> words--at best,
    > > the
    > > >reactivity and interaction required of the
    > user is touching
    > > rollover
    > > >buttons===which in flash, we know, takes
    > almost no
    > > knowledge of code
    > > >at all...these works seem to me to be
    > remaking cinema,
    > > which, as you
    > > >and i know, we already have...
    > > >
    > > >i guess it boils down to this: what's the
    > difference
    > > between say, a
    > > >piece by mez and the recent gogolchat by
    > jimpunk and
    > > christophe
    > > >bruno? because it's here i see the
    > distinction most
    > > >clearly...gogolchat is highly
    > functional:::it explores
    > > >user-interaction...it requires the network
    > in order to
    > > manifest
    > > >itself (that being for me one of the true
    > signs of a pure
    > > net
    > > >work...mez's connection to the network, at
    > least in regards
    > > to her
    > > >multimedia works, is less tangible////the
    > work does require
    > > the
    > > >! network, but in a passive way, that is, it
    > requires email
    > > list-servs
    > > >for distribution, and takes much of its
    > language from a
    > > kind of
    > > >pantomime of code itself...///it's more
    > interactive than
    > > digital
    > > >cinema, but less so than a work like
    > gogolchat (or chris
    > > fahey's
    > > >ada1852)----
    > > >
    > > >me, i just want a net art that is truly an
    > art fitted to
    > > its
    > > >medium...i want a net art that literally
    > requires the net
    > > work in
    > > >order to manifest itself...
    > > >
    > > >bliss
    > > >
    > > >l
    > > >
    > > >
    > > >
    > > > "Marisa S. Olson" wrote:
    > > >
    > > > >Are "digital poetry" and net art two
    > distinct genres?
    > > And, perhaps
    > > > >more importantly, should they be?
    > > >
    > > >lewis,
    > > >
    > > >an interesting question, though i do wonder
    > if "digital
    > > poetry" isn't
    > > >a romanticization of work (text-based or
    > otherwise)
    > > constructed
    > > >and/or experienced in/with digital media.
    > > >
    > > >! of course you know that your question
    > involves defining
    > > the
    > > >"products" of two practices that tend to
    > defy
    > > >definition--particularly among these
    > object-oriented lines.
    > > however,
    > > >i would most certainly say that there is a
    > "poetics" of
    > > "net art," in
    > > >the sense that there are specific
    > rhetorical,
    > > narratological,
    > > >structural conditions under which the work
    > is made,
    > > represented,
    > > >distributed, accessed, interpreted, etc..
    > the means, modes,
    > > and
    > > >vehicles by which it signifies....
    > > >
    > > >marisa
    > > >
    > > >
    > > >_________________
    > > >Marisa S. Olson
    > > >Associate Director
    > > >SF Camerawork
    > > >415. 863. 1001
    > > >
    > > >
    > > >
    > > >Anningan (in progress)
    > > > http://www.le
    > > >wislacook.com/Anningan/AnningansDoor.html
    > > >
    > > >http://www.lewislacook.com/
    > > >
    > > >http://artists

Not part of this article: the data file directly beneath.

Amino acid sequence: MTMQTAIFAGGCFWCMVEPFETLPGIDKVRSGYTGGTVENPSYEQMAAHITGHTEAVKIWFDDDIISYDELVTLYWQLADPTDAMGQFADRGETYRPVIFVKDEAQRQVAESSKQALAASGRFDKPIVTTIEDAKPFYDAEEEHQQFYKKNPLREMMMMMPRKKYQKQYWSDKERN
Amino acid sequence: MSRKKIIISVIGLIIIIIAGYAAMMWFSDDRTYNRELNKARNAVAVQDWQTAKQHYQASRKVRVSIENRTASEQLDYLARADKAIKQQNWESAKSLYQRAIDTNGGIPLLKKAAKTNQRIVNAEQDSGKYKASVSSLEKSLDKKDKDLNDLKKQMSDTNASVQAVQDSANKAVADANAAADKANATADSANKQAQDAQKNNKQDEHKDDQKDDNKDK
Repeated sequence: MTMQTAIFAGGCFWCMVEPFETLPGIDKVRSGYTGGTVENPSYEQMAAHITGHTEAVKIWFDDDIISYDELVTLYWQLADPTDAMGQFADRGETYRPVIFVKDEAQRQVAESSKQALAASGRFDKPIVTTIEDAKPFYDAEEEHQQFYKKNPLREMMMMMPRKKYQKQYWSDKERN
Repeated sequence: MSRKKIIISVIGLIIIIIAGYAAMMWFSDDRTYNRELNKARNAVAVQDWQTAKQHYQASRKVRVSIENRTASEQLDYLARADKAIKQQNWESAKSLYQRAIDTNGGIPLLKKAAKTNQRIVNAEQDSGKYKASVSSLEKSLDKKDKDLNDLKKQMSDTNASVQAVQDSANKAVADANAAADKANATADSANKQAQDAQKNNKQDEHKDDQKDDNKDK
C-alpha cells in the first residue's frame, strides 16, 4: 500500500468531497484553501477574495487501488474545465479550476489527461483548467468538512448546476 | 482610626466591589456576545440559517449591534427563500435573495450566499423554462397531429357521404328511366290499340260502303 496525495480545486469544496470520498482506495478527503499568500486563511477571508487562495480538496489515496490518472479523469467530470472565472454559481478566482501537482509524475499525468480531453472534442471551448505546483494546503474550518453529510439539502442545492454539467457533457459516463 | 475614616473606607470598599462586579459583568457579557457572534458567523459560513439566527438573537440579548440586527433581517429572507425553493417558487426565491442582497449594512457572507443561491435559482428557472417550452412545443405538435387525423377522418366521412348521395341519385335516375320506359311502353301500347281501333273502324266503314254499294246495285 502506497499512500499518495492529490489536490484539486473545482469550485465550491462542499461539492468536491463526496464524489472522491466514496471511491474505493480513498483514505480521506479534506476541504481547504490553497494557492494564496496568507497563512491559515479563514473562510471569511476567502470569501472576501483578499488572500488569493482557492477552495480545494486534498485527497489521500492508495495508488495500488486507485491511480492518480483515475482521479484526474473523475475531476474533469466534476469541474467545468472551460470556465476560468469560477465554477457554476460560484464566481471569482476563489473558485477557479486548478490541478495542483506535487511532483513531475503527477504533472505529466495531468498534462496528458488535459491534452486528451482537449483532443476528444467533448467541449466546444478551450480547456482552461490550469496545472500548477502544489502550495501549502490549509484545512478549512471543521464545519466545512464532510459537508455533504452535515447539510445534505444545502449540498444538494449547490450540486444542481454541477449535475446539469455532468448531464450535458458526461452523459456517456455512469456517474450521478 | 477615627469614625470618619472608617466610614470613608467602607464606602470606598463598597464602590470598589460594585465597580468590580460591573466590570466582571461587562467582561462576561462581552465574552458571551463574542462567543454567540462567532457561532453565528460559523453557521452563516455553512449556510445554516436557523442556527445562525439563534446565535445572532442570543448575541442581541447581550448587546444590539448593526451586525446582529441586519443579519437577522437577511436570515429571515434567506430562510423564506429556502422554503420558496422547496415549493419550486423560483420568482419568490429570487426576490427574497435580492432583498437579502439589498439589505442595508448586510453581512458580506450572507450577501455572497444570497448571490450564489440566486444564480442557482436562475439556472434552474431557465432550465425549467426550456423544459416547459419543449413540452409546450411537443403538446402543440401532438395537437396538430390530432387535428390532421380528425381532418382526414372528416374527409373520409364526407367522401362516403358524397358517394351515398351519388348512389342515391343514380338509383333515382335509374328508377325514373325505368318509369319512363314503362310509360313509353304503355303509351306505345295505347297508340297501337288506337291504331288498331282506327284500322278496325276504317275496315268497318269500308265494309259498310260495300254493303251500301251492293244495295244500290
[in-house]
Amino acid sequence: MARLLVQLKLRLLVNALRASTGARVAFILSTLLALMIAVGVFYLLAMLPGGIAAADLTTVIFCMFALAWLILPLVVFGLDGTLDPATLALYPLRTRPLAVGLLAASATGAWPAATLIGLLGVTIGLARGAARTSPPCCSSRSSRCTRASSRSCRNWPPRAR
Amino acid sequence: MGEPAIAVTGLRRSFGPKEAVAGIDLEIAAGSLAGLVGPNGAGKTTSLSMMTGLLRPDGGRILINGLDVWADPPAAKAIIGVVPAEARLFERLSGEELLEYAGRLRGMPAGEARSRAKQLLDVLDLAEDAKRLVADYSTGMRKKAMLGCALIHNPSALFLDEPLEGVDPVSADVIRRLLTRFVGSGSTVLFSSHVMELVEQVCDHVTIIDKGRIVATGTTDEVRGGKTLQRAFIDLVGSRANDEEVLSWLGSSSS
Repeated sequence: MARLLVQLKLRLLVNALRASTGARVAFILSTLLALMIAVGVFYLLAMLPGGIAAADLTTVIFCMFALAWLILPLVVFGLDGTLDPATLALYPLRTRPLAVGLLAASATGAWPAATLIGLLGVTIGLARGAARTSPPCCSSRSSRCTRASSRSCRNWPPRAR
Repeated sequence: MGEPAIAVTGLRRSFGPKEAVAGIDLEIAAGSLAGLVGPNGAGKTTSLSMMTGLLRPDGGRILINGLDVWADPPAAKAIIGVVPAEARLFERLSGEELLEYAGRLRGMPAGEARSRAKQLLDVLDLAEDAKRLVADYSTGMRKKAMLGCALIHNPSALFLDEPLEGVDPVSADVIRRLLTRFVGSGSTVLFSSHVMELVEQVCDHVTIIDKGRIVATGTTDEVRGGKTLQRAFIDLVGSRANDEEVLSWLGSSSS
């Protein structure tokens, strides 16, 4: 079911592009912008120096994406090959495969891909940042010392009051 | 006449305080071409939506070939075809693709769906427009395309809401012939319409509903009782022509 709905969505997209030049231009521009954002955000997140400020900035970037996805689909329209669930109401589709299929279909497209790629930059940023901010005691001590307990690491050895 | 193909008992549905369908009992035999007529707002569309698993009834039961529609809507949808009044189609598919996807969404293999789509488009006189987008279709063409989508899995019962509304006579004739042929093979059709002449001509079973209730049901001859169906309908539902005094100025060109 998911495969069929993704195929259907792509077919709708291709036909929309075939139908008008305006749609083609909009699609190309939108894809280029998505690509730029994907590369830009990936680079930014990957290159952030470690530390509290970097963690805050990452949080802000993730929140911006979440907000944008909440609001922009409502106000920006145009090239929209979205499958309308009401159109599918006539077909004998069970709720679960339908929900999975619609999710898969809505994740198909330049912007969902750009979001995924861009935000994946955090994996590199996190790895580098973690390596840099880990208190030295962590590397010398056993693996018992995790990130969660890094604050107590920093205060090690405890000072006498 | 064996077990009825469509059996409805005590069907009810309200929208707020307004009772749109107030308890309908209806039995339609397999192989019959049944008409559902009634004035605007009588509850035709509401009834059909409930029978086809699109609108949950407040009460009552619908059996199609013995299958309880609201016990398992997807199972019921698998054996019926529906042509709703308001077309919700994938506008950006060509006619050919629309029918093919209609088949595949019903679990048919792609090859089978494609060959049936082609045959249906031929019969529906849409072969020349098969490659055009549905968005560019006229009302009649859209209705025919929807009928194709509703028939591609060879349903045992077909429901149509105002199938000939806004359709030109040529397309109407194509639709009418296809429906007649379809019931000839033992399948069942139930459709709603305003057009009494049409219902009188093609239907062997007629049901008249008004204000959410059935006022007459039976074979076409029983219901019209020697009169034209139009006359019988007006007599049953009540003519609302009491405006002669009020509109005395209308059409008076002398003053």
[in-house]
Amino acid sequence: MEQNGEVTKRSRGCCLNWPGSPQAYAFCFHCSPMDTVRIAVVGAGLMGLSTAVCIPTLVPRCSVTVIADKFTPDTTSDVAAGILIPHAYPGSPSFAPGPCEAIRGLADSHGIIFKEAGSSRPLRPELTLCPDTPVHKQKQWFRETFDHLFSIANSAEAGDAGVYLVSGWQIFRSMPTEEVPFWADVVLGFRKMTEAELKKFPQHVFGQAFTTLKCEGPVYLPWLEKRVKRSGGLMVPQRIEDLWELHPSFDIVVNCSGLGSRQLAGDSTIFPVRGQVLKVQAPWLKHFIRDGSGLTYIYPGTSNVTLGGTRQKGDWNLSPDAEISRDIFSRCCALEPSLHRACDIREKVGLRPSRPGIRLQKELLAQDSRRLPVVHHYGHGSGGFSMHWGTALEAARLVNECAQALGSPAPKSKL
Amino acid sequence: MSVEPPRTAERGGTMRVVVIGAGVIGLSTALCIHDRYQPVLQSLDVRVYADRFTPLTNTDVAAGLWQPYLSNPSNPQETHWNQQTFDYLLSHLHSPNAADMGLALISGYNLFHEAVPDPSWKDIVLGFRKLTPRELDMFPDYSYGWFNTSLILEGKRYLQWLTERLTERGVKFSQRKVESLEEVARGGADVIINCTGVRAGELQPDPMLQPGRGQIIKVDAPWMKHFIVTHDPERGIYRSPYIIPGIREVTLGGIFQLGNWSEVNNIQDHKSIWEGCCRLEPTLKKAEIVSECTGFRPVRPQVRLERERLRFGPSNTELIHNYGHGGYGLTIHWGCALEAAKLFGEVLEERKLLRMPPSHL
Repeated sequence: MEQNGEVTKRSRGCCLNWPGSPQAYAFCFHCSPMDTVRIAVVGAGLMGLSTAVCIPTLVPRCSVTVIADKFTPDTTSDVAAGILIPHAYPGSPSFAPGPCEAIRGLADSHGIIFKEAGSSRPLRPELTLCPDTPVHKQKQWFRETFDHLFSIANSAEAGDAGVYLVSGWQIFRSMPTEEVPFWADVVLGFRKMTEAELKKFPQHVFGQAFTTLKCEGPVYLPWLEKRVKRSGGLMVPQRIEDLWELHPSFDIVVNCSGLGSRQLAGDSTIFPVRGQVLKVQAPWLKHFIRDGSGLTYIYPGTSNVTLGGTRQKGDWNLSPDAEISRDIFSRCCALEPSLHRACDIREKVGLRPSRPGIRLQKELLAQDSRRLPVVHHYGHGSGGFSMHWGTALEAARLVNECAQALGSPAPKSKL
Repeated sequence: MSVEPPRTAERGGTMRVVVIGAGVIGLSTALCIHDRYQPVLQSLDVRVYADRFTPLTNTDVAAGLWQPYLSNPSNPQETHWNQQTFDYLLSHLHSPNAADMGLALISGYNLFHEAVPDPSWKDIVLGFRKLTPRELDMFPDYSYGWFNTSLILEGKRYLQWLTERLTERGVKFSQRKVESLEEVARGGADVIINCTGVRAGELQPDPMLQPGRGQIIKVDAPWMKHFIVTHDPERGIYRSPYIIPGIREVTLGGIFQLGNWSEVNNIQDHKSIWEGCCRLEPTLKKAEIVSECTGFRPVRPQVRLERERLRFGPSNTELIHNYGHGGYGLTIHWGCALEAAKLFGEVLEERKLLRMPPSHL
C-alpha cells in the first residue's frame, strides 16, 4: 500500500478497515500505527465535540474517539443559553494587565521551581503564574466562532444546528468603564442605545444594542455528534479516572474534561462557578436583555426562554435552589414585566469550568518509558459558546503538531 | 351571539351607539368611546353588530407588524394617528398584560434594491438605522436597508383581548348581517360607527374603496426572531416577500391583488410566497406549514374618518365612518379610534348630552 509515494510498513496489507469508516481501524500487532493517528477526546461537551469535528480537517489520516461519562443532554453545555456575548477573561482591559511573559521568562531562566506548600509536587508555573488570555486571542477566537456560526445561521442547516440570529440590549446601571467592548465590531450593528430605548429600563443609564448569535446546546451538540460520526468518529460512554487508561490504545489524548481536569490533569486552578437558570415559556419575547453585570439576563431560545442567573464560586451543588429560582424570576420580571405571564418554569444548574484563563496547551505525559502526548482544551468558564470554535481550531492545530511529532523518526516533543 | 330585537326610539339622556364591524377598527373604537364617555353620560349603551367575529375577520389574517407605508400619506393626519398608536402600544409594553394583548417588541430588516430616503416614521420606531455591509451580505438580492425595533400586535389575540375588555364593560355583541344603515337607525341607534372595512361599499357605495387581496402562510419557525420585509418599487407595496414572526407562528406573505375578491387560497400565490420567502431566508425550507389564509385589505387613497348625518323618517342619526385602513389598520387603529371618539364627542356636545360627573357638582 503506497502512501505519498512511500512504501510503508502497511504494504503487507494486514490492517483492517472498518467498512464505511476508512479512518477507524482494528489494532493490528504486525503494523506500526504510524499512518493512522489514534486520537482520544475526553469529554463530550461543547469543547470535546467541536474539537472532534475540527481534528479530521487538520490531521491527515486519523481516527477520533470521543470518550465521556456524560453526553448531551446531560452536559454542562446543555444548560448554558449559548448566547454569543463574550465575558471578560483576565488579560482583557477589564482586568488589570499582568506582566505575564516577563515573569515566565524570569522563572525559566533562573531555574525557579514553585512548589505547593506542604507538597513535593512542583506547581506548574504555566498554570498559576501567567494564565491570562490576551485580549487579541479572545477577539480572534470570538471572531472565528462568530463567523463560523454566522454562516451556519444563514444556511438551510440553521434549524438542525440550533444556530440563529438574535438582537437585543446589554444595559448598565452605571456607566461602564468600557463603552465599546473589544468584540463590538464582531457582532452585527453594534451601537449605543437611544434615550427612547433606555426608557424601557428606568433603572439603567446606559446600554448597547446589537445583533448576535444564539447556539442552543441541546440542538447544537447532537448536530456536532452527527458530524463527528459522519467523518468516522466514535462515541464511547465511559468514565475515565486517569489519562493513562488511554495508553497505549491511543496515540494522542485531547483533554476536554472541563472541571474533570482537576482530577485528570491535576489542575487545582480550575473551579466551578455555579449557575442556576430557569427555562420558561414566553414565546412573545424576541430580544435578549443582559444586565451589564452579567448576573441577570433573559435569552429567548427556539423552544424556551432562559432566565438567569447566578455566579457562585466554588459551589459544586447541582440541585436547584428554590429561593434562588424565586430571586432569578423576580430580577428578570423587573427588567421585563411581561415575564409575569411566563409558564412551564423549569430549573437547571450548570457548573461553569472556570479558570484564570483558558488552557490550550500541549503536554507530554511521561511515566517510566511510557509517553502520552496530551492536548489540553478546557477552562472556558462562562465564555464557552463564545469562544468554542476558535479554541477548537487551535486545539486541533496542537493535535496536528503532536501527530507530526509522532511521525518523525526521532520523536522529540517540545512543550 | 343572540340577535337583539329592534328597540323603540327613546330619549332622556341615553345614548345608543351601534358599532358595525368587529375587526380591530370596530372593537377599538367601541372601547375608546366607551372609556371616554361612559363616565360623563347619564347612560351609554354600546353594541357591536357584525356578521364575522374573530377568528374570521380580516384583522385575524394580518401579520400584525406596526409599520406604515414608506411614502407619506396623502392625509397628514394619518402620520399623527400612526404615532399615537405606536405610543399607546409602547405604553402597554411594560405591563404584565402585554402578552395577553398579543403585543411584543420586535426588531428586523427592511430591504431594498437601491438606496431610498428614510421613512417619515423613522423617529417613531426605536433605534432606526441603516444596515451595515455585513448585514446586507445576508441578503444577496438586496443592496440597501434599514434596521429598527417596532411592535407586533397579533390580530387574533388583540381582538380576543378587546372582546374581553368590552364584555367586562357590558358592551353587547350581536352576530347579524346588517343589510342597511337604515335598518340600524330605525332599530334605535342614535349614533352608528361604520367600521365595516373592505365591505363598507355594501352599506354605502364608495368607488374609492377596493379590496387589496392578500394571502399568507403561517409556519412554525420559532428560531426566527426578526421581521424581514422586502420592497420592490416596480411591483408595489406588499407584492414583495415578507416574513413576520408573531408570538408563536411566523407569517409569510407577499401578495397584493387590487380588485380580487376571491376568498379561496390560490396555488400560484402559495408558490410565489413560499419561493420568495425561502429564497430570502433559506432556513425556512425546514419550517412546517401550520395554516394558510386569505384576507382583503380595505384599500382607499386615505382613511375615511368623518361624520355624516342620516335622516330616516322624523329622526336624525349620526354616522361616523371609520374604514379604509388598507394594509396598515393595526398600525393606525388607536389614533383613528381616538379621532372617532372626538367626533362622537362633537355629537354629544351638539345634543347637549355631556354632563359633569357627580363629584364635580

> > >.mp3s.com/artists/385/lewis_lacook.html
    > > >
    > > >meditation, net art, poeisis: blog
    > > >http://lewislacook.blogspot.com/
    > > >
    > > >
    > > >
    > > >Do you Yahoo!?
    > > >U2
    > > >on LAUNCH - Exclusive medley & videos from
    > Greatest Hits CD
    > >
    > > _________________
    > > Marisa S. Olson
    > > Associate Director
    > > SF Camerawork
    > > 415. 863. 1001
    > >
    > >
    > >
    > >
    > > Anningan (in progress)
    > >
    >
    http://www.lewislacook.com/Anningan/AnningansDoor.html
    > >
    > > http://www.lewislacook.com/
    > >
    > >
    >
    http://artists.mp3s.com/artists/385/lewis_lacook.html
    > >
    > > meditation, net art, poeisis: blog
    > http://lewislacook.blogspot.com/
    > >
    > >
    > >
    >
    -----------------------------------------------------------------------
    > > Do you Yahoo!?
    > > U2 on LAUNCH - Exclusive medley & videos from
    > Greatest Hits CD
    >

    =====

    Anningan (in progress) http://www.lewislacook.com/Anningan/AnningansDoor.html
    http://www.lewislacook.com/
    http://artists.mp3s.com/artists/385/lewis_lacook.html
    meditation, net art, poeisis: blog http://lewislacook.blogspot.com/

    __________________________________________________
    Do you Yahoo!?
    U2 on LAUNCH - Exclusive greatest hits videos
    http://launch.yahoo.com/u2
  • Ivan Pope | Mon Nov 11th 2002 1 a.m.
    > From: ruth catlow <ruth.catlow@furtherfield.org>

    >
    > lewis lacook wrote:
    >> me, i just want a net art that is truly an art fitted to its medium...i
    > want a net art that literally requires the net work in order to manifest
    > itself...
    >
    > I think this gives the institutions and the structures of the net work
    > far too much respect. Isn't this like saying that we only want art that
    > requires the cubey white walls of a gallery? Why are you so eager to
    > squash your squishy, expressive, human flesh sourced imaginations into
    > the predetermined and rigid labyrinths of mathematically determined
    > structures?
    My reading of lewis's statement is that he calls for network art that